The oil industry's latest disaster has arrived on the shores of Santa Barbara, California, where an underground pipeline ruptured and spilled an estimated 21,000 gallons of crude oil into the Pacific Ocean. We don't know the full extent of the damage yet -- in the worst-case scenario, we could be looking at something more like 105,000 gallons spilled -- but officials say the oil, which has separated into two large patches, has coated at least nine miles of coastline; Wednesday evening, California Gov. Jerry Brown declared a state of emergency for the county.
If it's any consolation, Greg L. Armstrong, the chairman and chief executive of Plains All American, which operates the pipeline, apologized for the "inconvenience" the spill caused.
Whatever you want to call it -- the line between inconvenience and tragedy depends on just how much the person talking values the protected beach that's been temporarily closed by the oil slick -- the spill hit a stretch of shoreline that's been burned by Big Oil before. And it's proven as useful a tool as any for jiggling our collective memory, as people have started talking again about that other Santa Barbara catastrophe: an offshore well blowout that took 11 days to cap, by which time as many as 4.2 million gallons of crude oil had escaped, coating some 30 miles of beach and hundreds of miles of ocean. At the time, January 1969, it was the largest spill ever to occur in U.S. waters. The president of the company responsible for it, Union Oil, didn't want to call it a disaster, either: "I am amazed," he said at the time, "at the publicity for the loss of a few birds."
He probably never got over the shock. In the nearly 50 years since, the spill's impact has been measured not just in seabirds and marine mammals killed and miles of coastline sullied, but in the consciousness it's widely credited as awakening in Americans as to the considerable downsides of fossil fuel extraction. "People could see very vividly that their communities could bear the brunt of industrial accidents," Arent Schuyler, then a lecturer emeritus in environmental studies at University of California, Santa Barbara, told the L.A. Times in a piece looking back on the spill 20 years after the fact. "They began forming environmental groups to protect their communities and started fighting for legislation to protect the environment."
Real, significant victories followed: the Marine Protection, Research and Sanctuaries Act, the Clean Water Act and the creation of the Environmental Protection Agency, just to name a few -- the spill was the most visual mark, in many ways, of the beginning of the modern environmental movement. The first Earth Day took place the very next year. If it's possible to say anything good can come out of an oil spill, well, some pretty good things came out of this oil spill.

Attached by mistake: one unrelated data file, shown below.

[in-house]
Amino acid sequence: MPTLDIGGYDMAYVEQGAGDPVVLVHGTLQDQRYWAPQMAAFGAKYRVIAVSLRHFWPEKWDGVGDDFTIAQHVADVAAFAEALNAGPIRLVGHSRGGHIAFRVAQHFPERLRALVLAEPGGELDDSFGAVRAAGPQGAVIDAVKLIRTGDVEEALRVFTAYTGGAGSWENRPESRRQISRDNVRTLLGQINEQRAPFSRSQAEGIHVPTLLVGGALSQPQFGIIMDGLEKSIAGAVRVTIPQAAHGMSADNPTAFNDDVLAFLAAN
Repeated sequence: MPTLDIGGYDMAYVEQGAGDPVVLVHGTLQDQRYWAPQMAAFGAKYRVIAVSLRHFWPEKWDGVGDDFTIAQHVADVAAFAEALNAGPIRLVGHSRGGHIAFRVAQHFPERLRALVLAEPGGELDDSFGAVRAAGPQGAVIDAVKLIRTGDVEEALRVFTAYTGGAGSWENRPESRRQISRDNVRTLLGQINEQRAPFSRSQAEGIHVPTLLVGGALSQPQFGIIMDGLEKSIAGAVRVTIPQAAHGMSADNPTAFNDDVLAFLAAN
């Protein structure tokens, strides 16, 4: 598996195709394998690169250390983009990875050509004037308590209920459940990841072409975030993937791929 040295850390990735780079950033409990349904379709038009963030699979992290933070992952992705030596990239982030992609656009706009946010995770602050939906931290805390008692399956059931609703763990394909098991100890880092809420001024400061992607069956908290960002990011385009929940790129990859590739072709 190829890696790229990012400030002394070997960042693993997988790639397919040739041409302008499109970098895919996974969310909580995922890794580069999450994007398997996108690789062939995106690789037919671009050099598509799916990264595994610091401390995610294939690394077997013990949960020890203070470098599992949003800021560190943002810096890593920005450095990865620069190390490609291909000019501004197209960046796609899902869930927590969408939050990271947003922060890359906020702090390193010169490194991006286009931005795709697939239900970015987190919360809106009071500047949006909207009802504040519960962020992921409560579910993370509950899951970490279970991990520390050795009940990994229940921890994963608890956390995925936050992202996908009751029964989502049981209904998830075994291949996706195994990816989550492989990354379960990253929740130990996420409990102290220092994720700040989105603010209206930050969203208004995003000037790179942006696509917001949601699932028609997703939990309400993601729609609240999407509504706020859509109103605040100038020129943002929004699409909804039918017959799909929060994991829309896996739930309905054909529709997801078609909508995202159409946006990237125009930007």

In the L.A. Times, Michael Paparian, then the state director of the Sierra Club, put it perhaps a bit cynically. "We'd point out the risks of certain projects," he said of the group's lobbying efforts in the spill's aftermath, "and we'd have a real catastrophe to back up our claims."
It wasn't, unfortunately, the last: Santa Barbara's place in history was easily eclipsed by the Exxon Valdez collision in 1989 -- more than 11 million gallons of oil into Alaska's Prince William Sound -- and by the Deepwater Horizon explosion in 2010. Santa Barbara may have taught us to be wary of oil's environmental impacts, and yet despite those and countless other, smaller disasters, we're still operating under the delusion that it can somehow be made safe.
The underground pipeline that ruptured in Santa Barbara Tuesday was supposed to be safe -- or at least safer than our volatile, underregulated oil trains. All American, under the terms of a settlement it reached with the federal government for 10 previous spill it's responsible for, was supposed to be taking steps to minimize the risk of future incidents, and to implement leak detection technology for when those efforts fell short. Neither, it appears, was enough to stop the leak or even to alert the company to the problem once it occurred. We have, as Anthony Swift, an attorney for the Natural Resources Defense Council, argues, every reason to be skeptical of the industry's plans to increase the amount of crude shipped and piped down the West Coast, from 50,000 barrels per day to more than 650,000 -- to say nothing of Shell's assurances that it can drill safely in the Arctic.
The only way we can actually believe the industry and regulators mean it when they say they're going to get their shit together is if we forgive them every time they've broken that promise in the past. But we know better than that. We also know, to an extent that we couldn't have in 1969, that there is no such thing as safe oil. Because the best possible scenario, in which fossil fuels are extracted from the ground and transported to a refinery without incident, results in us burning them, and adding even more greenhouse gases to our atmosphere. That unspilled oil is just as ruinous for the ultimate impact it will have not just on a stretch of beach, but on the entire planet. If the damage a slick of oil could cause a previously pristine beach can be considered our wake-up call to oil's dark side, climate change should be the nail in its coffin.
In Santa Barbara, meanwhile, Armstrong has vowed to right his company's most recent wrong. “We will remain here until everything has been returned to normal,” he assured the community, which, presumably, can then rest easy until the next catastrophe strikes. If by "normal," he means a paradigm in which we continue to pretend that fossil fuel extraction is worth the risks, well, we should take a lesson from the past and refuse to settle for that.